August 23, 2017

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Project management advice, tips, tools and recommended resources for existing and aspiring project managers.

Preparing for PMP Exam – Opportunity Cost

By Cornelius Fichtner, PMP, CSM

Tips for PMP examsThere are many possible topics covered in the Project Management Professional (PMP)® Exam. Undoubtedly you would use the Guide to the Project Management Body of Knowledge (PMBOK® Guide) – Fifth Edition as your primary resource as it is the globally recognized standard and guide for the project management profession. However, it does not cover every possible topic that the PMP Exam may touch on. One of those topics is Opportunity Cost.

Here we will explain why as a project manager you need to understand Opportunity Cost, beyond that it may be on the PMP Exam, and what exactly Opportunity Cost is. We will also give an example of an Opportunity Cost question.

Project Selection

Why does a Project Manager need to understand Opportunity Cost? It is very possible as a Project Manager you will be charged with project selection at some point in your career. You will need to make sure you evaluate and select projects based on your organization’s goals and needs to ensure returns are maximized as well as opportunity costs are minimized. As part of the project selection process you will need to evaluate where to best utilize valuable resources such as specific skill sets, time and money. Allocating these resources to a specific project prevents their use for other projects at the same time, after all an organization only has so many resources and needs to take on projects with the highest potential for success and the greatest return.

Potential Future Return

What is Opportunity Cost? Opportunity cost is the loss of potential future return from the second best unselected project. In other words, it is the opportunity (potential return) that will not be realized when one project is selected over another. For example if Project X has a potential return of $25,000 and Project Y has a potential return of $20,000, then selecting Project X for completion over Project Y will result in an opportunity cost of $20,000. That is the “loss” of not completing Project Y.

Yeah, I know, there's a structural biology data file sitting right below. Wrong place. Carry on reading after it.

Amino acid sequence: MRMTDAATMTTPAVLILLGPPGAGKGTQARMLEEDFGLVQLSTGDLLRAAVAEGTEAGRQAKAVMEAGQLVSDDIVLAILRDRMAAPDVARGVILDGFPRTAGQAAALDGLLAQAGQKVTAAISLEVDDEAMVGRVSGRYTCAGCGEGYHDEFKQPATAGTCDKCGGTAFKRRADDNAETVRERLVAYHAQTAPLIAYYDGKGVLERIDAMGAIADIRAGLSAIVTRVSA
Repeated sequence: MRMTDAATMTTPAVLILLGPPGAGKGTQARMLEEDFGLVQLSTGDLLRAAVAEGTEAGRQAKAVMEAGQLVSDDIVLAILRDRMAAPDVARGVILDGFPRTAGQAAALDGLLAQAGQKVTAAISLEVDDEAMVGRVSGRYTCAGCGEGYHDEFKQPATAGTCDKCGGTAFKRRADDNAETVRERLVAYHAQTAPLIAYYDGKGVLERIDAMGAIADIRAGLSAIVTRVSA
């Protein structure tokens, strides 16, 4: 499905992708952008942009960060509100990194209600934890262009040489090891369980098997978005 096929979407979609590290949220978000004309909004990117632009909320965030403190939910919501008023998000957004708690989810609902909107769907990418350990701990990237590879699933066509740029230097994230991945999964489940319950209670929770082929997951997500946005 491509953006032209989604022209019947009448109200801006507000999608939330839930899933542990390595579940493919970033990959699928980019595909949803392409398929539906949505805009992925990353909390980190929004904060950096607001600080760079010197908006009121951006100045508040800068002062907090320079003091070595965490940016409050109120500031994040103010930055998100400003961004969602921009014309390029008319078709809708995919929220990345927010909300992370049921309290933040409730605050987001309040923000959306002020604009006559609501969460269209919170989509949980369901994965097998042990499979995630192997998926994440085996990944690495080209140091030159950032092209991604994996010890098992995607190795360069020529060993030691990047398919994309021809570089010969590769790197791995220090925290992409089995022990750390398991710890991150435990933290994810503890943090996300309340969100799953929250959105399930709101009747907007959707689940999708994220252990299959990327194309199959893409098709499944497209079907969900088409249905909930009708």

Sample Exam question

Herewith an example of a PMP Exam sample question around Opportunity Cost:

“You are part of a project selection team evaluating three proposed projects and you need to select the project that would bring the best return for the organization. Project A has an NPV of $25,000 and an IRR of 1.5, Project B has a NPV of $30,000 and an IRR of 1.25, and Project C has an NPV of $15,000 and an IRR of 1.5. What would be the opportunity cost of selecting Project B over Project A?”

  1. $15,000
  2. $5,000
  3. $25,000
  4. $30,000

The correct answer is C. Opportunity Cost is the potential return of the project not selected. In this case we did not select Project A, so it is $25,000. There is extra unrelated information in this question; IRR is not relevant when evaluating opportunity cost. Once all of the unnecessary information is filtered out the questions is simply asking what is the dollar value associated with Project A.

Opportunity Cost simply comes down to the benefits or returns that are passed up when one project is selected over another.

Understanding what Opportunity Cost is may or may not be necessary when taking the PMP Exam. Even if questions about Opportunity Cost are not on your PMP Exam it is still important for you as a Project Manager to understand Opportunity Cost as it is a method for selecting one project over another especially when valuable resources are limited.

About the author: Cornelius Fichtner, PMP is a noted PMP expert. He has helped over 34,000 students prepare for the PMP Exam with The Project Management PrepCast and The PMP Exam Simulator.

Use Coupon code Aug15 for 10% discount on the Prepcast in August.

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